In his final act before permanently reverting to mortal form, Adam reboots the entire world to its previous state before the end times begin to undo the fabric of reality. Balance is restored. The world is saved…for now. The ‘antichrist’ saved the world, with a little help from his friends.
Angel Aziraphale and Demon Crowley have to eventually atone for their disobedience to their front offices, but avoid mutual oblivion by switching bodies, thus negating both Crowley’s fate of being disintegrated in holy water and Aziraphale’s fate of damning flames. We see the two meeting for dinner at a posh restaurant, as their eternal odd coupling continues… until the front offices decide to try to end the world once again.
There is enough star power in this miniseries to fuel six movies, let alone six hour-long episodes. Michael Sheen is the lovably bumbling angel Aziraphael, while David Tennant appears to be having the time of his life as the wild-haired, serpent-eyed demon Crowley. He walks with a swaggering swish reminiscent of a half-crocked ‘70s glam rocker taking to the stage. This was a role that David Tennant was born to play (as much as the Doctor), and he is a delight every second he is onscreen. The pairing of Sheen and Tennant creates chemistry so palpable it radiates off of the screen like the flames of Hades.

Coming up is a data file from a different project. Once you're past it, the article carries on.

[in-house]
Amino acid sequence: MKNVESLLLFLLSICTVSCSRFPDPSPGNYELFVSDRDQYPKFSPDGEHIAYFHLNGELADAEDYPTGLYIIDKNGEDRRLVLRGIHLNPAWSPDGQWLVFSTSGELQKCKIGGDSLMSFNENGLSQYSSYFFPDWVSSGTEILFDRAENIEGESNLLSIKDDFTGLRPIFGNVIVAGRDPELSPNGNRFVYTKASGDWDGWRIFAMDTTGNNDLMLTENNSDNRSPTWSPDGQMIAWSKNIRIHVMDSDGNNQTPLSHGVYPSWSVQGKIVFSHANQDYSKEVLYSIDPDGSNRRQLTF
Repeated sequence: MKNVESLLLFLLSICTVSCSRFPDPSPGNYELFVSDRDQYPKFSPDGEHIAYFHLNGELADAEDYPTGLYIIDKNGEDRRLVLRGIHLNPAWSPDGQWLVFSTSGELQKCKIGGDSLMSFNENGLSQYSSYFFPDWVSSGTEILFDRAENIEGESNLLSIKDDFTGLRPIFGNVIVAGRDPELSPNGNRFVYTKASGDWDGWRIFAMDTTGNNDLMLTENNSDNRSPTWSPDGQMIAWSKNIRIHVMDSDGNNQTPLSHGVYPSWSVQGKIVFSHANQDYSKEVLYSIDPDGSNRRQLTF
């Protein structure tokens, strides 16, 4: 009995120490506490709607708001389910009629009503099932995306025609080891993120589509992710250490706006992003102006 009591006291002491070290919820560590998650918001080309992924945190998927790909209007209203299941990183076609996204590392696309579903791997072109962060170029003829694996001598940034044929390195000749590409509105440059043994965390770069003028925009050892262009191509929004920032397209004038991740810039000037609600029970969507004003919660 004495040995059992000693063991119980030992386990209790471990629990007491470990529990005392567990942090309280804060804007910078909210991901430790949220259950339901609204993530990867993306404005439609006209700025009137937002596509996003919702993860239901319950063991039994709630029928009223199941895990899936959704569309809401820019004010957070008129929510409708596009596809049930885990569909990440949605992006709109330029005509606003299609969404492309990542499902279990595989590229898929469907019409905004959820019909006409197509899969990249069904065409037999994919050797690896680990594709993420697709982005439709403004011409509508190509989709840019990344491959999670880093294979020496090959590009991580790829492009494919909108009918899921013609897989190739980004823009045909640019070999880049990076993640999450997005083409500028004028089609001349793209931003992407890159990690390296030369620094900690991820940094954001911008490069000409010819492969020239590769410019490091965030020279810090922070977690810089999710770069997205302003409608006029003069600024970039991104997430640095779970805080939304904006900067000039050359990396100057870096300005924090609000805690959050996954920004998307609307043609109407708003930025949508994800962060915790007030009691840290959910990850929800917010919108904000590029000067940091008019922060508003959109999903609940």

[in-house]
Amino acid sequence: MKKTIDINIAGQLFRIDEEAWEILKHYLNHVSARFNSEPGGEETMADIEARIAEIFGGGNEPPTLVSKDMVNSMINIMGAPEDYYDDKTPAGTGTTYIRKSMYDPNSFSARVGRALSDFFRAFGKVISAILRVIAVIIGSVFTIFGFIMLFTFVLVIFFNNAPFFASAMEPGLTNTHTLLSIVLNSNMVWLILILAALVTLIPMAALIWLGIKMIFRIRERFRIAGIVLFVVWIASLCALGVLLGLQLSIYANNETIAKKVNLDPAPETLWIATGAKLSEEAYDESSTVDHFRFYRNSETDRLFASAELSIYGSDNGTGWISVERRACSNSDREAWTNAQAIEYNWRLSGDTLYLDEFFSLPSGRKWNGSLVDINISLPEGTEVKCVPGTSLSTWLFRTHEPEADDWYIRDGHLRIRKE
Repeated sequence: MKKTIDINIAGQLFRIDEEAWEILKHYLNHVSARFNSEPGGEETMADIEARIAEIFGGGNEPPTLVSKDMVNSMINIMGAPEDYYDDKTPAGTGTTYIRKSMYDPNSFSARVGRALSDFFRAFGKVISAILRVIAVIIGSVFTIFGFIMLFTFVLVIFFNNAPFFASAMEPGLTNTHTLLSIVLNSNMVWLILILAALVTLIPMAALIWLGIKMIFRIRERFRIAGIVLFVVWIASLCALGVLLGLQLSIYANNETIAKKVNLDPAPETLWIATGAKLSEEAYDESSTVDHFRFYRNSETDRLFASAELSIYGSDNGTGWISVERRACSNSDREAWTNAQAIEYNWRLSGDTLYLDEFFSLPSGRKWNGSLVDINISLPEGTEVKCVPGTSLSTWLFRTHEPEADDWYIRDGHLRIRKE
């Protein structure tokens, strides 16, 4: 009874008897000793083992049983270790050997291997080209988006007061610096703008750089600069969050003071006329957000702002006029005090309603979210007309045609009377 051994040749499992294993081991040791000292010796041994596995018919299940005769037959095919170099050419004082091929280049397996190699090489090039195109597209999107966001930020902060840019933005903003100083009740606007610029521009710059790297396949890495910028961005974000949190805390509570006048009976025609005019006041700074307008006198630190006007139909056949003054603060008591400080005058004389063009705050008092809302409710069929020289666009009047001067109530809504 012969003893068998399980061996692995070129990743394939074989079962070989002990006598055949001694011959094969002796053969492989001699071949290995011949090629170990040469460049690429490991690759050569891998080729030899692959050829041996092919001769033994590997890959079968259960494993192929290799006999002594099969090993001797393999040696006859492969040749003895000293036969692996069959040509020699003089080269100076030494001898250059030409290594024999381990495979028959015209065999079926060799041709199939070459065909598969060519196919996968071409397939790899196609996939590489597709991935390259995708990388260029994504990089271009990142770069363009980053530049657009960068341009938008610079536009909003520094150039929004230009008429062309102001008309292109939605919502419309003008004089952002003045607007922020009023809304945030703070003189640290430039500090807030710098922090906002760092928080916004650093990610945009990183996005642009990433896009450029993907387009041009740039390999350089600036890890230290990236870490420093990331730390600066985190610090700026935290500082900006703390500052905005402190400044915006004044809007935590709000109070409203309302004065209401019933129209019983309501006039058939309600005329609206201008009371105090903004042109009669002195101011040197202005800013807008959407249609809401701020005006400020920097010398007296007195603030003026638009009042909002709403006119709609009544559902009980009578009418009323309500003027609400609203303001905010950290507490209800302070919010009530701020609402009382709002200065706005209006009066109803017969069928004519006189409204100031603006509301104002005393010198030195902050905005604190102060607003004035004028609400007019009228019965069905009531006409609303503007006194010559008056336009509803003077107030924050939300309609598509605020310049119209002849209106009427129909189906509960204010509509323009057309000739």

The rest of the primary cast are both perfectly cast and utterly hilarious. “Mad Men” vet Jon Hamm plays the Mitt Romney-esque angel Gabriel as a delightfully obtuse war monger whose lack of empathy says a lot about the current state of modern ‘godliness.’ Fellow American actor Michael McKean is also ideally cast as the comically repressed Scot, Sgt. Shadwell. His character echoes the equally repressed Scottish cop “Sgt. Howie” (Edward Woodward) in 1973’s classic horror tale of Pagan/Christian culture-clash, “The Wicker Man” (another near-subliminal influence).
Miranda Richardson rounds out the main cast as the medium-turned-ally Madame Tracy, who gently ignores the constant stream of rebukes spat forth by her eventual paramour Shadwell. It’s easy to understand how Tracy gets under Shadwell’s thick skin and into his shuttered heart, patiently enduring his unending slurs of “Jezebel” and such, until she gently reels him in at the very end. I’m guessing that Shadwell, like Sgt. Howie, was quite possibly a virgin until Tracy came into his life…
Sam Taylor Buck is also nicely believable as conflicted “Antichrist” Adam, as are his friends, memorably played by Amma Ris, Ilan Galkoff and Alfie Taylor. These kids give the “Stranger Things” kids a serious run for their lunch money.
The voice of the narrating “God” herself is none other than “Fargo” veteran and two-time Oscar-winner Frances McDormand (“You betcha!”). We later hear the velveteen tones of Benedict Cumberbatch married to the image of a massive CGI Satan in the final episode (Cumberbatch also voiced the similarly demonic CGI dragon “Smaug” in the Hobbit movies).